Increased brain activation during verbal learning in obstructive sleep apnea

Liat Ayalon, Sonia Ancoli-Israel, Zoe Klemfuss, Mark D. Shalauta, Sean P.A. Drummond

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93 Citations (Scopus)

Abstract

This study examined the cerebral response to a verbal learning (VL) task in obstructive sleep apnea (OSA) patients. Twelve OSA patients and 12 controls were studied with functional magnetic resonance imaging (FMRI). As hypothesized, VL performance was similar for both groups, but OSA patients showed increased brain activation in several brain regions. These regions included bilateral inferior frontal and middle frontal gyri, cingulate gyrus, areas at the junction of the inferior parietal and superior temporal lobes, thalamus, and cerebellum. Better free recall performance in the OSA group was related to increased cerebral responses within the left inferior frontal gyrus and left supramarginal area. Recall was negatively related to activation within the left inferior parietal lobe. The findings support the predictions that intact performance in OSA patients is associated with increased cerebral response. Recruitment of additional brain regions to participate in VL performance in OSA patients likely represents an adaptive compensatory recruitment response, similar to that observed in young adults following total sleep deprivation and in healthy older adults. These data, and those of the only other FMRI study in OSA, suggest that individuals with OSA show characteristic differences in the BOLD signal response to cognitive challenges. Including subjects with untreated OSA in neuroimaging studies may potentially influence the results by altering individual and group level activation patterns. Given this, future neuroimaging studies may want to be aware of this potential confound.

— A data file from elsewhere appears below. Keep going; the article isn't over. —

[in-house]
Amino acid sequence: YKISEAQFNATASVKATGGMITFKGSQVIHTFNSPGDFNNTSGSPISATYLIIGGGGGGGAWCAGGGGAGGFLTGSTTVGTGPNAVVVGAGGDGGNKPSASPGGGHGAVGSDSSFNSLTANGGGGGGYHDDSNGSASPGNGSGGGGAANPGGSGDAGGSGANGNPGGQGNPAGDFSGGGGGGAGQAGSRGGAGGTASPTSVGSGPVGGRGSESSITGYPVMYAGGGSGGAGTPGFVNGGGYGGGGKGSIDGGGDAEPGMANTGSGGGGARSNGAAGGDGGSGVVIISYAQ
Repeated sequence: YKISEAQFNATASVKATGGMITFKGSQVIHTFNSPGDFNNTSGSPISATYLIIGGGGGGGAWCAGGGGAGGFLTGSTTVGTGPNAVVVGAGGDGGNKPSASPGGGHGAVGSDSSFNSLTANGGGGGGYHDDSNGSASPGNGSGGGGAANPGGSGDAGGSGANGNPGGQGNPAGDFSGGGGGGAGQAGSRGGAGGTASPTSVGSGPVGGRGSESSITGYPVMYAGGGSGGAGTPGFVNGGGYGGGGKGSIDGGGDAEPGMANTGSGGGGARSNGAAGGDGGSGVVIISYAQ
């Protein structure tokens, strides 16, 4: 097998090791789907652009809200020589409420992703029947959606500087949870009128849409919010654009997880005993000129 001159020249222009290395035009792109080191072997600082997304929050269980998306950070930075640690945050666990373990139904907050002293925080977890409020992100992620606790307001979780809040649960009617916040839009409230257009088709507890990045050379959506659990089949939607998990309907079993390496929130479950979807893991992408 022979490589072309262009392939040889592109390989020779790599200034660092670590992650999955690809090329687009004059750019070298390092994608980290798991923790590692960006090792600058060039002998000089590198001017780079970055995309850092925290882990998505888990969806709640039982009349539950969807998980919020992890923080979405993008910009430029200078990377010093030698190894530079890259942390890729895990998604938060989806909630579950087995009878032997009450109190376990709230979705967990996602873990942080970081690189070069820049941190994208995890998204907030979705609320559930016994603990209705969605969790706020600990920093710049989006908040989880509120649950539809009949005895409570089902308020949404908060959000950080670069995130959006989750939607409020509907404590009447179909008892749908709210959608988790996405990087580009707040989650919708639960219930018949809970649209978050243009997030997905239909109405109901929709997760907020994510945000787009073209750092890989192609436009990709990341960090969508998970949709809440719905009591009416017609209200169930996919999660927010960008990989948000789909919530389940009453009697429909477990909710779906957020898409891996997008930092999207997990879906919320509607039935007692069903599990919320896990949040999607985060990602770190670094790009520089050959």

Original languageEnglish
Pages (from-to)1817-1825
Number of pages9
JournalNeuroImage
Volume31
Issue number4
DOIs
Publication statusPublished - 15 Jul 2006
Externally publishedYes

Keywords

  • Compensatory recruitment
  • FMRI
  • Learning
  • Memory
  • Obstructive sleep apnea
  • Sleep

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